On Music and Scores Part Three: Development/Embellishment of Leitmotif’s

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This is how adults solved their problems.

 

yeesh. I’m not sure why i delayed the release of the last part of this series for 3 months, as it’s been sitting on my hard drive complete since at least June…

and remember to read parts one and two before starting here.

 

The last principle to be discussed naturally takes an understanding of the concepts of Introduction and Reinforcement to grasp. As Development/Embellishment is the most abstract, nebulous, and open for individual interpretations of the three guiding principles; thus the viewer should use the previous two to see if their thoughts on development are founded and backed.

To use narrative terms Development is the moral of the score; and much like a story’s moral Development constitutes the reason for the score to exist within the narrative. It is however important to note that development doesn’t only come at the end of the story, as musical themes can grow and change throughout the course of the narrative to better suit the composer’s and story’s needs.

First though i feel it is important to provide the reason why the third principle encompasses both Development and Embellishment of a theme (instead of them being separate). When i say that a theme develops, i generally mean that the music changes in context and meaning throughout the course of the film. Technically the themes can change their tonal colour or melody entirely to emphasise dramatic developments within the narrative. An example of technical development (leading to a complete change of the original theme) is the theme of the Ring Wraiths from the The Lord of the Rings films.

First heard in its most well-known form here at 00:02:18 of the following video:

It remains the same throughout most of the films until it transforms into the following theme, heard at 00:04:15 here:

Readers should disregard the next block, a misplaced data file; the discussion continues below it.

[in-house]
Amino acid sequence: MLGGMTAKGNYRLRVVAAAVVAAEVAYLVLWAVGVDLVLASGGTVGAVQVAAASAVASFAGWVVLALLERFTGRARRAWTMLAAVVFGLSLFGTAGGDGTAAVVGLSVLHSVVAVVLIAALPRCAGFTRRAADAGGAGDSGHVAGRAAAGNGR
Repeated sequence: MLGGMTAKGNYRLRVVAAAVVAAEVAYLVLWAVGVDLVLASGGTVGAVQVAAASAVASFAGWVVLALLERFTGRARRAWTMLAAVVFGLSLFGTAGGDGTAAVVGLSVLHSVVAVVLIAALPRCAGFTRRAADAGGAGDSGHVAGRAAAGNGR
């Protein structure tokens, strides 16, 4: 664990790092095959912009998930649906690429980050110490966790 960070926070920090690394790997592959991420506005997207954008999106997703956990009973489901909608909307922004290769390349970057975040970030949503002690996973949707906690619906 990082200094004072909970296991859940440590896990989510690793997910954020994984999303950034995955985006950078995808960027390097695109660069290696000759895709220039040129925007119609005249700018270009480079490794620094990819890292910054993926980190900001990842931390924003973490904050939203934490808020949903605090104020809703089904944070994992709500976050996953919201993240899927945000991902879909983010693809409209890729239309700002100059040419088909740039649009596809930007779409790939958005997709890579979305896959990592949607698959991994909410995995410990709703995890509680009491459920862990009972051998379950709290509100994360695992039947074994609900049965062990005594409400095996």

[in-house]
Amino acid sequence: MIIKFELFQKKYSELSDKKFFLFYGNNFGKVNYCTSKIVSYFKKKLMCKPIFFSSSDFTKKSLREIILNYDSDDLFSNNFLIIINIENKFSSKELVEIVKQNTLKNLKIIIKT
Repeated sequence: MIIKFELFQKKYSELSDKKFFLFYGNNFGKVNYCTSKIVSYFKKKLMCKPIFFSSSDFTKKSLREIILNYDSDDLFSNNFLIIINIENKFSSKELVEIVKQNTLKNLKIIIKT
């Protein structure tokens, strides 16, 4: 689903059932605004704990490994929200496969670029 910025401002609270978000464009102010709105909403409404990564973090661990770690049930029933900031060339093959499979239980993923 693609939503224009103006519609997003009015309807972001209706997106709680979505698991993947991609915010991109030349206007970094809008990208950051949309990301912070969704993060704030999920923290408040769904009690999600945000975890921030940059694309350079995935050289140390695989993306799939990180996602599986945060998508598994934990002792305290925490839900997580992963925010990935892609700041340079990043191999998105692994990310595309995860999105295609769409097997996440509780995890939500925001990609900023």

Evidence of the two themes relation to one another is pointed out by Doug Adams in his book The Music of The Lord of the Rings the theme is:

“… Built of the same secundal harmonies…*” and “… swells past its origins, evolving into a sturdier and rancorous figure…**”

This is only one example of thematic development in Howard Shore’s monumental score to The Lord of the Rings and once again i can’t stress enough that anyone interested in learning more about musical development should pick up and read Doug Adams’ book, as it provides a much more comprehensive look at the material than i can.

Embellishment is what i like to call either a change in instrumentation, or adding various textural or musical accompaniments to a specific leitmotif. Like how the delicate piano line in 00:01:02 of this video:

Is embellished by a full choir in 00:01:40 of the following video:

The melody remains the same between the two, however it is undeniable that Ludwig Goransson’s embellishment of the former piano phrase is used as development of his various themes for Creed. Therefore while there are marked differences between both embellishment and development, the two can go hand in hand when used for the same purpose of advancing musical and narrative themes.